Browsing Category: Social Engineering

SMS Trojans Spreading to the Rest of the World

SMS Trojans that ride along on supposedly benign mobile apps and then send out messages to high-priced numbers have been a problem in some Asian and Eastern European countries for several years now, most notably in Russia and China. But now the attackers have realized that there’s a whole big world of users out there to target and have begun going after people in other countries with new strains of SMS malware.

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Unlucky: Supermarket Chain Tells Customers That Self-Service Checkout Lanes In 20 Stores Were Outfitted With Card Skimmers

Customers of the Lucky supermarket chain in California were feeling rather unlucky last week, after receiving notice from parent company Save Mart Supermarkets said that self-service checkout lines in 20 of its stores were found to have debit and credit card readers that had been outfitted with card skimmers.

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Seeking Crowd Engagement, Startup Stumbles On New Tool For Crowd Control

When CrowdOptic, a Silicon Valley, venture funded startup, developed a cool application that could stream real-time, context-aware information streams to mobile devices, the applications seemed straight-forward (and lucrative) enough: a blend of advertising and broadcasting that sports franchises and concert promoters might use to create an enhanced and “immersive experience” for fans attending live events. Along the way, however, the company discovered another, even more powerful use for their technology: crowd control.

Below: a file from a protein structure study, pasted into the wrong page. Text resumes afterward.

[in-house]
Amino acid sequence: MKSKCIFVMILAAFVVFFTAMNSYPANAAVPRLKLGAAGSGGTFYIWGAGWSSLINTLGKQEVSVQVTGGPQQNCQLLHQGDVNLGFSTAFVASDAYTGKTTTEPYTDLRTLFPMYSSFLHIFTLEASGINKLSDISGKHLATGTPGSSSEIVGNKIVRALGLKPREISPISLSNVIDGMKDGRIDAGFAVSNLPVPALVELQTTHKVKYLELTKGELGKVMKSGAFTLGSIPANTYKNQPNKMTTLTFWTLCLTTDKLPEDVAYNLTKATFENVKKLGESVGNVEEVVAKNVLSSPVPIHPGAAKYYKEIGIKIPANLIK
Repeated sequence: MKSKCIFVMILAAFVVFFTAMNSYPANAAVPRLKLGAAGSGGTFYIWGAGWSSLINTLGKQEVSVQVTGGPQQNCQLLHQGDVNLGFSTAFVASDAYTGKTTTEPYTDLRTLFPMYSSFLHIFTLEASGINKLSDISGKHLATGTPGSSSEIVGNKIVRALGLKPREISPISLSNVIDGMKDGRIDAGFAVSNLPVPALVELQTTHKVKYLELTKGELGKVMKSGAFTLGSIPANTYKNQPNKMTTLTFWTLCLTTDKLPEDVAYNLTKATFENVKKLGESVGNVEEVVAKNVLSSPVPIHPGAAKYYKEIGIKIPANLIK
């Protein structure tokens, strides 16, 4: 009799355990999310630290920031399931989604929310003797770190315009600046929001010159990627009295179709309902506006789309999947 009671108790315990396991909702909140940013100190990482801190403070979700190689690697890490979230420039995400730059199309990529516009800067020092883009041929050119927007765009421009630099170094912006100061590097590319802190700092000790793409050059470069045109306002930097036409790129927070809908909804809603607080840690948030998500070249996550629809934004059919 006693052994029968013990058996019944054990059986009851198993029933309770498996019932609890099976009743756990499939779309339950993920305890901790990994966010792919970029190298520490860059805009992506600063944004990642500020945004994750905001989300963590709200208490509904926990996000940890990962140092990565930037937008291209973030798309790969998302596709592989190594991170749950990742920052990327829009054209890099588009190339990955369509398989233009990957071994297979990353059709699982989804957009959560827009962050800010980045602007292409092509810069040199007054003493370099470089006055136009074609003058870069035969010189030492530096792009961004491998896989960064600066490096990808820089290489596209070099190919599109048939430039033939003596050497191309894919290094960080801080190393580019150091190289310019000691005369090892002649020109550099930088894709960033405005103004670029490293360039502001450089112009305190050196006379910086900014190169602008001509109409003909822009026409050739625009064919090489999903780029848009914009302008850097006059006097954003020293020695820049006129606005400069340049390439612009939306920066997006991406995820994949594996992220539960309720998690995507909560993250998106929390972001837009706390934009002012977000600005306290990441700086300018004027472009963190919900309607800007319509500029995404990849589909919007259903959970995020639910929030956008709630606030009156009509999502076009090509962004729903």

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APEC Host Committee Spear-Phished by China

An Analysis published earlier this month by Kahu Security raises the possibility that the hack of systems used by the Asia Pacific Economic Cooperation host committee was the result of a spear phishing attack with links back to the Chinese mainland.

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Anonymous Hacks, Leaks E-mails, Voicemails of California Special Agent

Calling it a form of “electronic civil disobedience,” hacktivist group Anonymous took aim at a special agent from the California Department of Justice on Friday. The group spilled 38,000 e-mails containing “computer forensics techniques, investigation protocols as well as highly embarrassing personal information,” according to a press release on Pastebin.

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With 4 Million Ghost Click Victims, FBI Hoping A Few Step Forward

The news last month was of the bust up of the biggest cyber crime ring in history, with 4 million victims and $14 million in losses. Now the FBI is hoping a few of those victims step forward to help with the prosecution.

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